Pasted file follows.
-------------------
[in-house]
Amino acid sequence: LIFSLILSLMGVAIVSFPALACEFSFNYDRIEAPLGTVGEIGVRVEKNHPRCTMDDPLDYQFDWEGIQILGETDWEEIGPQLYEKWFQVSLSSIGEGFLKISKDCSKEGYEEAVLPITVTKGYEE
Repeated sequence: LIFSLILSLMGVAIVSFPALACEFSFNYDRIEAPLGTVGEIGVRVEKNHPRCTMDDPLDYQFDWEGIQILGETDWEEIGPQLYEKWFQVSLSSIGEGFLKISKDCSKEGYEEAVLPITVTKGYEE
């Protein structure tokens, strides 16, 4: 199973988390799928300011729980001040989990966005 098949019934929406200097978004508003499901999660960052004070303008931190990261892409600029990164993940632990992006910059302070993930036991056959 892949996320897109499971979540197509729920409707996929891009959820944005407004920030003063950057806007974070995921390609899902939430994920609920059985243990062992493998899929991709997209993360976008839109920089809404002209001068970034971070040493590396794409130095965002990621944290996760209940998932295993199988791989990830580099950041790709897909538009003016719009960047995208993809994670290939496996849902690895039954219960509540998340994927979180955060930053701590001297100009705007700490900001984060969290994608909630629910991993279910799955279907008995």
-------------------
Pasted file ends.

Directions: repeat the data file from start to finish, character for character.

[in-house]
Amino acid sequence: LIFSLILSLMGVAIVSFPALACEFSFNYDRIEAPLGTVGEIGVRVEKNHPRCTMDDPLDYQFDWEGIQILGETDWEEIGPQLYEKWFQVSLSSIGEGFLKISKDCSKEGYEEAVLPITVTKGYEE
Repeated sequence: LIFSLILSLMGVAIVSFPALACEFSFNYDRIEAPLGTVGEIGVRVEKNHPRCTMDDPLDYQFDWEGIQILGETDWEEIGPQLYEKWFQVSLSSIGEGFLKISKDCSKEGYEEAVLPITVTKGYEE
């Protein structure tokens, strides 16, 4: 199973988390799928300011729980001040989990966005 098949019934929406200097978004508003499901999660960052004070303008931190990261892409600029990164993940632990992006910059302070993930036991056959 892949996320897109499971979540197509729920409707996929891009959820944005407004920030003063950057806007974070995921390609899902939430994920609920059985243990062992493998899929991709997209993360976008839109920089809404002209001068970034971070040493590396794409130095965002990621944290996760209940998932295993199988791989990830580099950041790709897909538009003016719009960047995208993809994670290939496996849902690895039954219960509540998340994927979180955060930053701590001297100009705007700490900001984060969290994608909630629910991993279910799955279907008995």